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Setting the table for what could be a quiet Sounders offseason

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A near flawless finish removed the need for what could have been some painful decisions, but there are still a few outstanding issues.

MLS Cup Final: Sounders vs. Toronto
Winning sure does make life better.
Mike Russell/Sounder at Heart

We are just about to enter the roughly two-week period that constitutes the real MLS offseason. Once Stage 2 of the Re-Entry Draft is completed on Thursday, the next significant league event is the MLS Player Combine that starts on Jan. 7, 2017. From there, it’s virtually continuous action with the MLS SuperDraft (Jan. 13) gliding into the opening of preseason (Jan. 23). Before you know it, we’ll be kicking off a new season (rumor has it that it will begin on March 4).

Now seems like as good of a time as any to take stock on what the Seattle Sounders need to do in order to defend their MLS Cup title.

What works

The Sounders go into this offseason with the potential to be stable at a lot of important positions. Nicolas Lodeiro, Jordan Morris, Cristian Roldan and Osvaldo Alonso are almost all guaranteed to be back and starting. Similarly, go ahead and use pen to write in the names of Stefan Frei, Chad Marshall, Roman Torres and Joevin Jones into the First Kick starting lineup (barring injury, of course). Assuming Clint Dempsey continues his progression, he’ll likely occupy another starting spot. That’s a solid 9 of 11 starters.

This affords the Sounders quite a bit of freedom, as the two “open” spots could potentially be filled by players already under contract without too much risk. I’d have no complaints if Alvaro Fernandez and Brad Evans were the two players to slot in, for instance.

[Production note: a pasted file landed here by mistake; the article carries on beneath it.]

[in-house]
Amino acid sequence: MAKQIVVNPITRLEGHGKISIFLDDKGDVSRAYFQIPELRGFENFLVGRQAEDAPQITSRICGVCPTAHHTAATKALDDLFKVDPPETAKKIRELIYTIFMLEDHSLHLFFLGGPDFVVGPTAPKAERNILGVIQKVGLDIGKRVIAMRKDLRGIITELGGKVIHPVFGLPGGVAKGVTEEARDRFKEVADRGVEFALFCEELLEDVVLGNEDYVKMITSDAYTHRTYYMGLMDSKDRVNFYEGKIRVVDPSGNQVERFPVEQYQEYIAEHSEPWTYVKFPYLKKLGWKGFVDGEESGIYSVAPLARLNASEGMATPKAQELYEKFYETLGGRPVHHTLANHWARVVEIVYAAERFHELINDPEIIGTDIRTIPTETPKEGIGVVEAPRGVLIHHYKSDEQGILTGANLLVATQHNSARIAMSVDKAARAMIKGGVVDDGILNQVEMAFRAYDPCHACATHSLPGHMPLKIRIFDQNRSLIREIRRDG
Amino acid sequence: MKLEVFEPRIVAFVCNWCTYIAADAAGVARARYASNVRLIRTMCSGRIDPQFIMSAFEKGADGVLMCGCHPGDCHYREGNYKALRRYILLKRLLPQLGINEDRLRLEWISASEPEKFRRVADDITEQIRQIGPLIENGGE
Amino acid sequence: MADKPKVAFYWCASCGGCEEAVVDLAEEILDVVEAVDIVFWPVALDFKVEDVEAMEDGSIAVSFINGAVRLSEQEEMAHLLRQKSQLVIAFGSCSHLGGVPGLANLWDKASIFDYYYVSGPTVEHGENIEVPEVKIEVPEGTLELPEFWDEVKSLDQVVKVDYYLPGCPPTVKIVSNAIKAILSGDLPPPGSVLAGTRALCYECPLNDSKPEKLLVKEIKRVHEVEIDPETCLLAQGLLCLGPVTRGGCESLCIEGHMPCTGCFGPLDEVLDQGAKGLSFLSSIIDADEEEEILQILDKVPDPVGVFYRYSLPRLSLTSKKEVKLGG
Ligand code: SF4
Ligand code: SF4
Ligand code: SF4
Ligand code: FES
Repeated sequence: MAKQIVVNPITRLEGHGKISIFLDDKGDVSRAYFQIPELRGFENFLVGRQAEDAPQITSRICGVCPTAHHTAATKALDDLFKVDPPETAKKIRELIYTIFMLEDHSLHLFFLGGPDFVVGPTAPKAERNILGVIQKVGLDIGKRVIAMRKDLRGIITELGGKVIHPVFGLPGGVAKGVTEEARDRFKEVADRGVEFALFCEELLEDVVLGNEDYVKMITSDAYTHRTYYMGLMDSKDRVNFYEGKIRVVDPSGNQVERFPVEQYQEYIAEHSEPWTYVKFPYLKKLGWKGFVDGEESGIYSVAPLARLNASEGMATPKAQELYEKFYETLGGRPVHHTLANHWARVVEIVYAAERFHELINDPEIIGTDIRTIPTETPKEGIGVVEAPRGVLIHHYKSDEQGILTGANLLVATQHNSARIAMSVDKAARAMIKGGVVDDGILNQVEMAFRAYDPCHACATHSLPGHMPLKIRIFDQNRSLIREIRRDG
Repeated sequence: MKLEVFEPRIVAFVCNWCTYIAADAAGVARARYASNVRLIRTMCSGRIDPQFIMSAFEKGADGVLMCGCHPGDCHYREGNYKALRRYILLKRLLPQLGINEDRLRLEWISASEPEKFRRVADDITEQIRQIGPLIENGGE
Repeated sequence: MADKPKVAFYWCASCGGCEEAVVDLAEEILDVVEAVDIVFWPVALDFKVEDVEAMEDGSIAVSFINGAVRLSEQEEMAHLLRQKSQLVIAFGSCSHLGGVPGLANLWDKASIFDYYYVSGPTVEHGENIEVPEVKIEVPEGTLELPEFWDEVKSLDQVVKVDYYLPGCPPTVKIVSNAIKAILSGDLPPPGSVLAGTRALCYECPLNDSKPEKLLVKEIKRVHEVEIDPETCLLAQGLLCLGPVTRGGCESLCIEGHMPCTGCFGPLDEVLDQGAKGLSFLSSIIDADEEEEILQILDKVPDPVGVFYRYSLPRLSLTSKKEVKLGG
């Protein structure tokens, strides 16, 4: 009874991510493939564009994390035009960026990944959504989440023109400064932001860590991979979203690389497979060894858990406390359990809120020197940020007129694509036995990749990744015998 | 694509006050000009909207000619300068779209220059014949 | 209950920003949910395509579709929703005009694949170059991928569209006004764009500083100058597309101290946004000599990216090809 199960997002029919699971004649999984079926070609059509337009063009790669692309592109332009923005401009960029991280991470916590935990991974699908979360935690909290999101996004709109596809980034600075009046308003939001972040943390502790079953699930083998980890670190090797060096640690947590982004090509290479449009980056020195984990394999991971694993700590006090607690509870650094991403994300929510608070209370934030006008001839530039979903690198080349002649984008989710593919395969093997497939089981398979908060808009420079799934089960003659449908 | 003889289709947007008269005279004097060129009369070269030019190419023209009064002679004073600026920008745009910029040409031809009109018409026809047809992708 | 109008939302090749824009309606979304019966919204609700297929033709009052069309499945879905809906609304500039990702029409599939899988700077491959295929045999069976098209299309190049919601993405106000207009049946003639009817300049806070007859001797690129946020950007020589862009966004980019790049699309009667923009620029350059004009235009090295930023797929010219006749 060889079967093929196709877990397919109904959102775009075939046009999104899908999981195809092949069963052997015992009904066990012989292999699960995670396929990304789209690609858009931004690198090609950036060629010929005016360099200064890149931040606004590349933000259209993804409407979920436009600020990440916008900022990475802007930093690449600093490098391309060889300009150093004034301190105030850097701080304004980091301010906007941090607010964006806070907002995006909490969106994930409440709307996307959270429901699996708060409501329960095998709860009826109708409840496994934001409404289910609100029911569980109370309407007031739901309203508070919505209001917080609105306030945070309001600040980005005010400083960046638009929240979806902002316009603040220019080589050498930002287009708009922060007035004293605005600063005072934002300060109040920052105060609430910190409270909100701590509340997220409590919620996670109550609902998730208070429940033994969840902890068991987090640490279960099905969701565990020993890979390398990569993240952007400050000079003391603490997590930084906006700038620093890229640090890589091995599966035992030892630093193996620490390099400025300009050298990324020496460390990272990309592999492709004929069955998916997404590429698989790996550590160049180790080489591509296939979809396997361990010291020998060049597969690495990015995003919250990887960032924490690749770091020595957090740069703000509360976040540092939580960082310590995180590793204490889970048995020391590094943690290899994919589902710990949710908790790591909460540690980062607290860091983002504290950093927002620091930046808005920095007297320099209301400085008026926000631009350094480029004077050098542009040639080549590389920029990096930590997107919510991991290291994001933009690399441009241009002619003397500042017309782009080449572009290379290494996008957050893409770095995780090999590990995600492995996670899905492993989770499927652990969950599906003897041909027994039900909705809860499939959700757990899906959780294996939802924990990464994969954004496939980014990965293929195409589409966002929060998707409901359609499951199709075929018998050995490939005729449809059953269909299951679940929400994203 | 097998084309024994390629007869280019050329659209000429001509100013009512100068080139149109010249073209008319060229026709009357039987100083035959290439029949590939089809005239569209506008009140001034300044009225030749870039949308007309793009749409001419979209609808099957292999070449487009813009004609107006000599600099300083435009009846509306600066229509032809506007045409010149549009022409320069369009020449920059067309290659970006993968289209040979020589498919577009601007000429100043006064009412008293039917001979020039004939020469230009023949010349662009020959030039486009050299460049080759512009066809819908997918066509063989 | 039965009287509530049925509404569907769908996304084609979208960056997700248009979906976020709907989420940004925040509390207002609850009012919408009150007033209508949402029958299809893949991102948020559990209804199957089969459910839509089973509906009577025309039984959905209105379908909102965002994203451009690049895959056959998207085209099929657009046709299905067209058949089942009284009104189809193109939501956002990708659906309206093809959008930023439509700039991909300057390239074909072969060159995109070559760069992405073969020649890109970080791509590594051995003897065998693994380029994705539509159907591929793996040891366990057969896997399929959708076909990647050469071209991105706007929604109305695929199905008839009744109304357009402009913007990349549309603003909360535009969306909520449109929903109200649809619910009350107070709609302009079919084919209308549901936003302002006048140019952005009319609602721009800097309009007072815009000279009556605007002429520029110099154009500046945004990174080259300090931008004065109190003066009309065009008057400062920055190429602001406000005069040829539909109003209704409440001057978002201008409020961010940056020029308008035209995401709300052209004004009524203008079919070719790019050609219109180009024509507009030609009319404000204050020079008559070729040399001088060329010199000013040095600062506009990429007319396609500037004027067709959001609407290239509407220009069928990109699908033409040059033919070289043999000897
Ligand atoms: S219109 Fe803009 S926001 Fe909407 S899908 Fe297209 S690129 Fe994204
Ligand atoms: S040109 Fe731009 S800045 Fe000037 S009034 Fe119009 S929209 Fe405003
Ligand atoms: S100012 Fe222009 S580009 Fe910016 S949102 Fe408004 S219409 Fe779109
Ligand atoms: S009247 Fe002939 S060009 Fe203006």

This would basically give the Sounders a slightly more dynamic version of the 4-2-3-1/4-4-2 hybrid that they employed during the short time that Dempsey and Lodeiro played together. If you recall, the Sounders enjoyed their best offensive form in the four matches those two played together, scoring nine goals and averaging 16.25 shots per game while going 3-0-1. That’s nearly a goal per game more than the Sounders scored in Lodeiro’s 15 other matches .

Similarly, the Torres-Marshall center back combo produced the Sounders’ best defensive form of the season. In the 12.5 games they played together, the Sounders allowed just eight goals and registered six shutouts.

What didn’t work

When you go 12-3-3 down the stretch and win MLS Cup, it’s tempting to simply want to get the band back together for an encore. As great as all that was, let’s not pretend there weren’t issues, though. The most obvious was that the Sounders had a Designated Player forward who only scored two goals all year (including playoffs). Nelson Valdez was far from useless, but the Sounders must get more out of their money than they did from him.

That underscores another problem that was somewhat papered over by success: The continued offensive over-reliance on a couple players. As good as Jordan Morris and Nicolas Lodeiro were, the Sounders need a bit more variety. Morris (seven), Lodeiro (eight) and Dempsey (five) accounted for 20 of the Sounders’ 32 goals over the final 20 games. Even more telling was that Lodeiro and Morris combined for 6 of 8 Sounders’ playoff goals. Specifically, the Sounders need more from the other attacking positions than they got from Andreas Ivanschitz (three goals), Nelson Valdez (two), Alvaro Fernandez (one) and Erik Friberg (zero). That’s six goals in nearly 6,000 combined minutes.

The big offseason issues